Why Plant Forage Sorghum?
Forage sorghum is a viable complement to or replacement for corn silage, yes, we said it, replacement for corn silage! Read on to see how forage sorghum could fit in your operation.
Forage sorghum is designed to be a good fit in areas with historically low corn silage yields and is available in maturities ranging from 85 to 108 days (approximate) from emergence to soft dough. Forage sorghum will benefit producers most if they can harvest the forage standing, like corn silage, saving time and money by eliminating the swathing process. When forage sorghum is intended to be harvested standing, variety selection is important. Various sorghums are better suited for different geographies and management styles.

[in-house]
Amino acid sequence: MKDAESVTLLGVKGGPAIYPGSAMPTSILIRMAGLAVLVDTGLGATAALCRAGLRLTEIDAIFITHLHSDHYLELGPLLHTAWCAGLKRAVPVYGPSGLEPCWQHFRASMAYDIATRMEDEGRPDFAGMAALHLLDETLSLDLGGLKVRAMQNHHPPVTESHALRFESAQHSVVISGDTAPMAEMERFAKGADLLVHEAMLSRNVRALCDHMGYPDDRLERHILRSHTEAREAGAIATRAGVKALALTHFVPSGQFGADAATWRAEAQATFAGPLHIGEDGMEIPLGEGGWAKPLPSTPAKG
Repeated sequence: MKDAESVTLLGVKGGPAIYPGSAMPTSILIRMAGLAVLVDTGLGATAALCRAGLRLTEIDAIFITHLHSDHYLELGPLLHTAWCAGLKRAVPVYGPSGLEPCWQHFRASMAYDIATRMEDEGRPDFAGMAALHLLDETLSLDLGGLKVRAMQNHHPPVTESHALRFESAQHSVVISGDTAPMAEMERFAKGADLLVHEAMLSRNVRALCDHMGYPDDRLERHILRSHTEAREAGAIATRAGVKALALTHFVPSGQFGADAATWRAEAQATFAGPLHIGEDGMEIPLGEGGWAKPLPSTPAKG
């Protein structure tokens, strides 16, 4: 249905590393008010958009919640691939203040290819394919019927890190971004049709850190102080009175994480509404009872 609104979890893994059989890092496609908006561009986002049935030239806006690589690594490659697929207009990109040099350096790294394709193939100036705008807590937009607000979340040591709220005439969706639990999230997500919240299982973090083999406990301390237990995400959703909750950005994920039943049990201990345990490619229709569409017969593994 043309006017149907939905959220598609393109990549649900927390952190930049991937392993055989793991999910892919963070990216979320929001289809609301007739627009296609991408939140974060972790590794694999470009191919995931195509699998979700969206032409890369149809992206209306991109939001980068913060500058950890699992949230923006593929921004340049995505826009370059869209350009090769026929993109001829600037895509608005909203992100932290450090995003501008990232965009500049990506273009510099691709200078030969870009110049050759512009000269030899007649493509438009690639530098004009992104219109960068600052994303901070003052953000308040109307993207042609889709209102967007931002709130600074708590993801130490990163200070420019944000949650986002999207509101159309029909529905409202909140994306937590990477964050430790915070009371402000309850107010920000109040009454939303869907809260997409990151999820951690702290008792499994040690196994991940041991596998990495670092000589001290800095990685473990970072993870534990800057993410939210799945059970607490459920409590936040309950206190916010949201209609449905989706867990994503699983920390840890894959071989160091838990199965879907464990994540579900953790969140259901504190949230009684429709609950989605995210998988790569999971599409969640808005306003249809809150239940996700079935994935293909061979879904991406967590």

Advantages of planting forage sorghum for silage:
- Forage sorghum will generally be higher yielding than corn silage in drier and tougher conditions. In better fields or conditions, corn silage will likely have a 10- to 15-percent yield advantage, but can have higher input costs (see the next points!)
- Forage sorghum requires 33% less water than corn. Helpful on sandy ground, right?
- Forage sorghum seeding rates are quite low— 6 to 9 pounds/acre—reducing seed costs to around $16 per acre.
- Forage sorghum at soft dough will have low starch but high sugars and NDFd. This gives forage sorghum a high starch equivalent on a forage test closer to corn silage.
- Forage sorghum is flexible for harvest, which can be important with variability in weather throughout the season. It can be cut and wilted for harvest if needs or conditions warrant earlier harvest.
- Forage sorghum requires less nitrogen than corn. Nitrogen should not exceed 110 pounds actual N, including soil-available nitrogen.
- Energy will increase with forage sorghum heading because of continued sugar formation in the stalks and leaves, not to mention the additional carbohydrate deposition in the grain.
What do you think?